‘Bad for my game, good for the game’: a phenomenological psychology of playing on artificial surfaces in Irish Premiership and Championship soccer

McKenzie, Scott and Miller, Paul K. ORCID logo ORCID: https://orcid.org/0000-0002-5611-1354 (2019) ‘Bad for my game, good for the game’: a phenomenological psychology of playing on artificial surfaces in Irish Premiership and Championship soccer. In: BASES Student Conference 2019: Sport and Exercise Science - Transforming Lives, 17-18 April 2019, University of Dundee and Abertay University, UK. (Unpublished)

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Although they have a chequered history with players, fans and officials alike, artificial surfaces have recently become a recurrent feature in world association football, with 3437 FIFA-certified surfaces laid in 149 countries since 2006. The use of artificial surfaces has, however, remained divisive. In the last year, players across Scotland’s top leagues have signed a petition demanding that these surface be removed from top flight football. Moreover, and excluding clubs who currently have artificial pitches, as of February 2019, every Scottish Premiership player has put their name to a petition stating concerns over injury, recovery and movement. It is the case, however, that the scientific literature investigating injury risk seems to contrast with these concerns; extant evidence indicates that these types of pitches do not inherently engender extra injury risk at all. The question then remains - why do players, managers and fans still react negatively towards this type of pitch, even with stacking evidence, and many major governing bodies throughout the world backing their use? It is clear, therefore, that some model of understanding is needed to square an apparent conception-gap, regarding artificial surfaces, between received wisdom and actual fact. Given this concern, the majority of social-scientific studies currently addressing the matter have been deductive, and/or survey-based, and confined to the elite domain in Holland, Belgium and France. While these studies have clear value, they have hitherto failed to represent the nuanced ways in which artificial surfaces are affecting the game, and the experiences of players themselves, in smaller domains and settings such as the Irish leagues. Therefore, with institutional ethical approval, and using semi structured interviews as part of an Interpretative Phenomenological Analysis (IPA) method, the purpose of this study was to gain insight into the experiences of seven individuals playing in the Irish Premiership and Championship regarding the use of artificial surfaces. After provisional analysis, the superordinate themes that emerged were identified as: (1) differences regarding the league and teams, (2) injury concerns and (3) differences in play style/mind-set. A particularly novel finding from the analysis was the identification of an ‘ideological dilemma’, between how the players viewed the pitch regarding their own game, verses how they seen them on a larger, league wide scale. Further data analysis and results are pending.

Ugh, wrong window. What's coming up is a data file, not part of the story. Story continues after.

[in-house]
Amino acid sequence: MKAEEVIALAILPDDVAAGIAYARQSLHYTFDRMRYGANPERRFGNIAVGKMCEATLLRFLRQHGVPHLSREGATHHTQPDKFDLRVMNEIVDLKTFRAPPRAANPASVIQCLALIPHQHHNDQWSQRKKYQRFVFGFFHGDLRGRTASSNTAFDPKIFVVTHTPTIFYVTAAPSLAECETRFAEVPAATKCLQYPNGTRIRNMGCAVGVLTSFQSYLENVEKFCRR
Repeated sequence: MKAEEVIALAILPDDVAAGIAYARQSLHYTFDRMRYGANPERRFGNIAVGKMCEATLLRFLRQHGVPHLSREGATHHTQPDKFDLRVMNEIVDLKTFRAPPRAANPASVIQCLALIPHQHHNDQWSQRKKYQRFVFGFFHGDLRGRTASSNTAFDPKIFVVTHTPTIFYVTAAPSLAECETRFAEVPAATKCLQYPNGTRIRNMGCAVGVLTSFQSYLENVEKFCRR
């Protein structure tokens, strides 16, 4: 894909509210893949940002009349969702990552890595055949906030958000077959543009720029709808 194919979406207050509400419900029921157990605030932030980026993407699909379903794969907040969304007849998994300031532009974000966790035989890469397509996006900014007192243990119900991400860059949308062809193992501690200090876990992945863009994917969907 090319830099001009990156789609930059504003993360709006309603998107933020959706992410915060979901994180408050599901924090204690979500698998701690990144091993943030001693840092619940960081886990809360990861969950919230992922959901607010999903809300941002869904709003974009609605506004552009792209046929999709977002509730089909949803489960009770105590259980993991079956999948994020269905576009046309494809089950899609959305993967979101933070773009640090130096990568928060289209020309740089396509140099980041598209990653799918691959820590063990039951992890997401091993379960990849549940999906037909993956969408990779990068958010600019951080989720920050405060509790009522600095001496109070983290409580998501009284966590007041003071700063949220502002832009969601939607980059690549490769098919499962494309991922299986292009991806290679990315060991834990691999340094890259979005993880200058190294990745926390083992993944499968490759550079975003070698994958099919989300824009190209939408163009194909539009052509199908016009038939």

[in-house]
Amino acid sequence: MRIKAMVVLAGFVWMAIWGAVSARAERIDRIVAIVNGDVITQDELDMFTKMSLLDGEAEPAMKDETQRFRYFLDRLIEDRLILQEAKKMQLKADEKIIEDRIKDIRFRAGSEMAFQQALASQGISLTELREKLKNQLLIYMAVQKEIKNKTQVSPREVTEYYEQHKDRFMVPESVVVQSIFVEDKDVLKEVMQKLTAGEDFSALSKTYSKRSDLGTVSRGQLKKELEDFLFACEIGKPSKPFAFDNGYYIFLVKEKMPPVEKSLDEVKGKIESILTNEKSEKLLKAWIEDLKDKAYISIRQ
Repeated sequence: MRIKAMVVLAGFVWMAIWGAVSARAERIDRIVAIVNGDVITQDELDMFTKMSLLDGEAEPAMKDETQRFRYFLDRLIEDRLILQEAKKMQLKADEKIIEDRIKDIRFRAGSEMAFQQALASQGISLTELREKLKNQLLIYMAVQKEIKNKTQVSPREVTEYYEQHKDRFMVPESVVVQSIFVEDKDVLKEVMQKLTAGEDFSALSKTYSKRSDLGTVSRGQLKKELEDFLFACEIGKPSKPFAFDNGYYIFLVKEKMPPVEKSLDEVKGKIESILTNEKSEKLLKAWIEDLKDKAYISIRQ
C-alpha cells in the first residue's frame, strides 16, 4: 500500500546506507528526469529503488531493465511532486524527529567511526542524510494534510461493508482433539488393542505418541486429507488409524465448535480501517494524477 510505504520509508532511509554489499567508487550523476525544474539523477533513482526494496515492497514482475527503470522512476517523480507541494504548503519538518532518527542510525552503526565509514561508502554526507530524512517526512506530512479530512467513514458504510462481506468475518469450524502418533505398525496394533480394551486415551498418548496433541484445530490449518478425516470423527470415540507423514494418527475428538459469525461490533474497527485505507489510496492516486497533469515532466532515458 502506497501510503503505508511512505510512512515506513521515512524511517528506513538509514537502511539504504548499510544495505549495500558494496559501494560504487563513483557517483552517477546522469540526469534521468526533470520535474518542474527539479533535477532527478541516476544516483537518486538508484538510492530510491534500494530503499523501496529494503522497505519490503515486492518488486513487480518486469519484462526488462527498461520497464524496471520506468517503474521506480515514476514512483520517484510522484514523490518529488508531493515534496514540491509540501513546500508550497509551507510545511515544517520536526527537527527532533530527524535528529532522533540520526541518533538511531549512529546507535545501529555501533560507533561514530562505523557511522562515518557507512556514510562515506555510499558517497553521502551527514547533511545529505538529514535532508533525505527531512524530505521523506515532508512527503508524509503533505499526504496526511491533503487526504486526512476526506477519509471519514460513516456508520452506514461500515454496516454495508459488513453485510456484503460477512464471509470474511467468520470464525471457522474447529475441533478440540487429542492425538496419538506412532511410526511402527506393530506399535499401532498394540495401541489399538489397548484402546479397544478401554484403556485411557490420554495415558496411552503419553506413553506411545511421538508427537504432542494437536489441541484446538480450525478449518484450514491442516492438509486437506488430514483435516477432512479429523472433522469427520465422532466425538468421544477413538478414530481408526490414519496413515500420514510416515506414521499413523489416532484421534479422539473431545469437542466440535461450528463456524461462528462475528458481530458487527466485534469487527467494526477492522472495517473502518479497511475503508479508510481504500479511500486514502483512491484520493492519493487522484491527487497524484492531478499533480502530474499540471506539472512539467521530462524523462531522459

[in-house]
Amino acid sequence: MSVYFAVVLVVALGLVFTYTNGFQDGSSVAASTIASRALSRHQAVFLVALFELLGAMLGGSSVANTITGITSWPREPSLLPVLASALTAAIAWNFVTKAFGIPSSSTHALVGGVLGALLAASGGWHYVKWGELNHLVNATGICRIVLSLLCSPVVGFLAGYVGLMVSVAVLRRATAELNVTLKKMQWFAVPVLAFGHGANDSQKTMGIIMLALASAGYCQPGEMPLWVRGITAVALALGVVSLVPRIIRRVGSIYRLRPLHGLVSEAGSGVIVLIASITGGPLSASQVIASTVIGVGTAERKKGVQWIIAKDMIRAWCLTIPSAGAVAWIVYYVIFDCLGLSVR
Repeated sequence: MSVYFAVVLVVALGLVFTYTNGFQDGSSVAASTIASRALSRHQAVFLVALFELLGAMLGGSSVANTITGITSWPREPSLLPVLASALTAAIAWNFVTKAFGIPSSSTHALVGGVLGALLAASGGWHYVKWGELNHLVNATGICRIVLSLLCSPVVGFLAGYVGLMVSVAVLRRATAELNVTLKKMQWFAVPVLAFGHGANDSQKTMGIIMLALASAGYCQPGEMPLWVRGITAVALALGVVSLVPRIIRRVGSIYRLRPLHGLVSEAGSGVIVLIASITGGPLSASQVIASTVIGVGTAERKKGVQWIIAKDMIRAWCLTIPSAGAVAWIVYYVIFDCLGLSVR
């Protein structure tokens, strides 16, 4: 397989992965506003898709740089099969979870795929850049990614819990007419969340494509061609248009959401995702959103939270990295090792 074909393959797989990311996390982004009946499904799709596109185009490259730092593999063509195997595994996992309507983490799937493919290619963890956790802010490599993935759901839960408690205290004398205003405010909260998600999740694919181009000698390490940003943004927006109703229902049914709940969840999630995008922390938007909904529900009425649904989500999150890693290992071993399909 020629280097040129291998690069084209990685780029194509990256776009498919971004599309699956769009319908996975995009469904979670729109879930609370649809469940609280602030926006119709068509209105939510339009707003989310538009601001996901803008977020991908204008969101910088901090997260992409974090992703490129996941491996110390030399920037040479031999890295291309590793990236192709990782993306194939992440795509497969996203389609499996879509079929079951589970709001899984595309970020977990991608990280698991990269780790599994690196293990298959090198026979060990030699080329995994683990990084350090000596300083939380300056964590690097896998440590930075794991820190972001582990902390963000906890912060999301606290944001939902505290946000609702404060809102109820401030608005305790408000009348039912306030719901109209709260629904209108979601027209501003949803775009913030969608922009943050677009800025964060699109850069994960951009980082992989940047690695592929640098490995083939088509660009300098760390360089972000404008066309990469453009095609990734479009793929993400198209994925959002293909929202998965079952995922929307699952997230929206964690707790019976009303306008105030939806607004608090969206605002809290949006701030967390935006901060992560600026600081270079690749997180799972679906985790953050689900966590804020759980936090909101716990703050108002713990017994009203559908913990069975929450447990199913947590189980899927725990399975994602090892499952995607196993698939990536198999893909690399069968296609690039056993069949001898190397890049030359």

Item Type: Conference or Workshop Item (Poster)
Departments: Academic Departments > Medical & Sport Sciences (MSS) > Sports and Physical Activity
Depositing User: Paul Miller
Date Deposited: 28 Mar 2019 10:49
Last Modified: 13 Jan 2024 08:33
URI: https://insight.cumbria.ac.uk/id/eprint/4593


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